Progressive amendments that promote road safety and bring more transparency to the Indian road transport system have been passed by Lok Sabha, the lower house of the Indian Parliament.
The latest amendments to the three-decade-old Indian Motor Vehicle Act 1988, will strive to bring down the number of road accident fatalities in India by 50% by 2019. Indian roads are perhaps amongst the most dangerous in the world.
In 2015, India had five lakh road accidents in which more than 1.5 lakh persons were killed. On an average, one death takes place every 3.5 minutes and 400 fatalities each day due to road accidents.
The new amendments provide enhanced compensation for road accident victims and makes penalties stiffer for violators of road traffic rules. The basic aim of the amendments is to instil a sense of road safety discipline in road users and above all to save human lives.
Among other notable features of the new provisions incorporated in the Motor Vehicle Act are an eight-fold increase in the solatium fund compensation from INR25,000 (US$387) to INR200,000 in accidental death cases arising from hit-and-run accidents.
There are also provisions for specific timelines for processing of insurance claims. A 10-fold increase has been made in the amount of compensation awarded under a simplified process of claims disbursal where the family of an accident victim would get compensation of INR5 lakh as settlement within four months of the accident.
The amendments to the law also come down heavily on drunk driving. They provide that if the driver is found drunk at the time of an accident, an insurance company has the right to straightaway reject the claim. There is no possibility of any negotiation in this regard. The claim can be duly rejected on this ground and no court will entertain the offending driver.
Mr Mangesh Gandhi, Head – Claims Legal, Bajaj Allianz General Insurance speaking to Asia Insurance Review, said that the inclusion of drunk driving as a case for the rejection of third-party liability claims is a welcome step. “Earlier, though the case was mentioned as an insurance policy condition, the same was not stated in the MV Act. Because of the latter, insurers had to pay the compensation despite the fact that drivers had been under the influence of drugs or alcohol.”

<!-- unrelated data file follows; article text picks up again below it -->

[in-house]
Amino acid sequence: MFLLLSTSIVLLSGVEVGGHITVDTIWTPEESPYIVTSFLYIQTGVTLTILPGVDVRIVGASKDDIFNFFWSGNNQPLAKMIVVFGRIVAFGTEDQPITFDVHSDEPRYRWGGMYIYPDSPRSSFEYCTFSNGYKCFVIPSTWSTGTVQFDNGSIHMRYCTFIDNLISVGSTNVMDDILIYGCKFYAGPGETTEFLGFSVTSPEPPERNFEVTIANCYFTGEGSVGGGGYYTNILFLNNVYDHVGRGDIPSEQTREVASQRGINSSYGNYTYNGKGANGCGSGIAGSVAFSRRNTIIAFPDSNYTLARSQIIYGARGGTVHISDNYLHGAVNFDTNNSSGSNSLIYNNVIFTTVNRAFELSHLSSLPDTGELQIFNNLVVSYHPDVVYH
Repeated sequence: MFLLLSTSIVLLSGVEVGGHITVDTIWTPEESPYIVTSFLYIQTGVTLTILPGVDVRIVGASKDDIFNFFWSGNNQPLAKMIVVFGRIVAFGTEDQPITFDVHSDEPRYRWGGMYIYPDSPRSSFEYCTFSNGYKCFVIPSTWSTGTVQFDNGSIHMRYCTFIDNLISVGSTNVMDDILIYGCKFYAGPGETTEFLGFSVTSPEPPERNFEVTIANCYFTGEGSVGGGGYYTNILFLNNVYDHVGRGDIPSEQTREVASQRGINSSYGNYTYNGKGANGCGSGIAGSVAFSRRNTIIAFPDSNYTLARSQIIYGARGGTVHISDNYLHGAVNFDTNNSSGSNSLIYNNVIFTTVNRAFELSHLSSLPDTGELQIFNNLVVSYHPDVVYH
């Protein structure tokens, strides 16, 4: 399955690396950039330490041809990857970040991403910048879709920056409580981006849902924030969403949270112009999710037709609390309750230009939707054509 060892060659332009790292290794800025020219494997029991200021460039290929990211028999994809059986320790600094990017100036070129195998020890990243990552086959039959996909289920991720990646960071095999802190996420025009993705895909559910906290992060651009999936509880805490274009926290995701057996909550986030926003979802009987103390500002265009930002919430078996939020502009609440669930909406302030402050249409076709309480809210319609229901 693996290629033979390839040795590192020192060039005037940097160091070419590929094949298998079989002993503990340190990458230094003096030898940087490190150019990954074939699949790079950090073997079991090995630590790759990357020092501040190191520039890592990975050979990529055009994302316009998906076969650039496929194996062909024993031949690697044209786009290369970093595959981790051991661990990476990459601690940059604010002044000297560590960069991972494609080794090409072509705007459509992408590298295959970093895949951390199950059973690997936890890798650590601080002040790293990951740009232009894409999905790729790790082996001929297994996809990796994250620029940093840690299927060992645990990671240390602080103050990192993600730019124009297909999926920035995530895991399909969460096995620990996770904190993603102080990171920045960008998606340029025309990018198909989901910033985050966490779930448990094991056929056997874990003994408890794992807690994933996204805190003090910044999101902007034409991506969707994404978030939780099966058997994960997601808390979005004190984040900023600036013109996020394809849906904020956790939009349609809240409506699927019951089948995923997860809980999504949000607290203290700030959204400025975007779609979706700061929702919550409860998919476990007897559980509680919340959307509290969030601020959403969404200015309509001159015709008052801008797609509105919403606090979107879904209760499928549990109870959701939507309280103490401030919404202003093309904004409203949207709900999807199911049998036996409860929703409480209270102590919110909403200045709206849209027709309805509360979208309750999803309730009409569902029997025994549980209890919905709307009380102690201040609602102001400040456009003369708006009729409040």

While the amendments provide for avoidance of liability by insurers in such cases, to avoid liability as such, insurers would still need to amend the policy wordings at first instance and specifically incorporate such an exclusion in the policy.
“The new Motor Vehicle Act with stricter provisions will ensure road safety compliance and discipline among drivers, as now any drivers under the influence of alcohol or drugs will not only attract the penalty but the policyholder would also be legally responsible to pay compensation for any third-party losses,” Mr Gandhi added.
The amendments also provide for a Motor Vehicle Accident Fund, which would provide compulsory insurance cover to all road users in India for certain types of accidents.
The new law also provides for a National Road Safety Board, to be created by the Central Government through a notification. The Board will provide advice to the Central and State Governments on all aspects of road safety and traffic management.
Automobile manufacturers and road safety experts say that the amendments in the Indian Motor Vehicle Act assign the responsibility of each stakeholder and fixes their liabilities at each stage. It introduces a new integrated approach and a new way of looking at road safety.
The Bill will now go to the Rajya Sabha, the upper house of Parliament, for its vote, and then the President of India for his assent.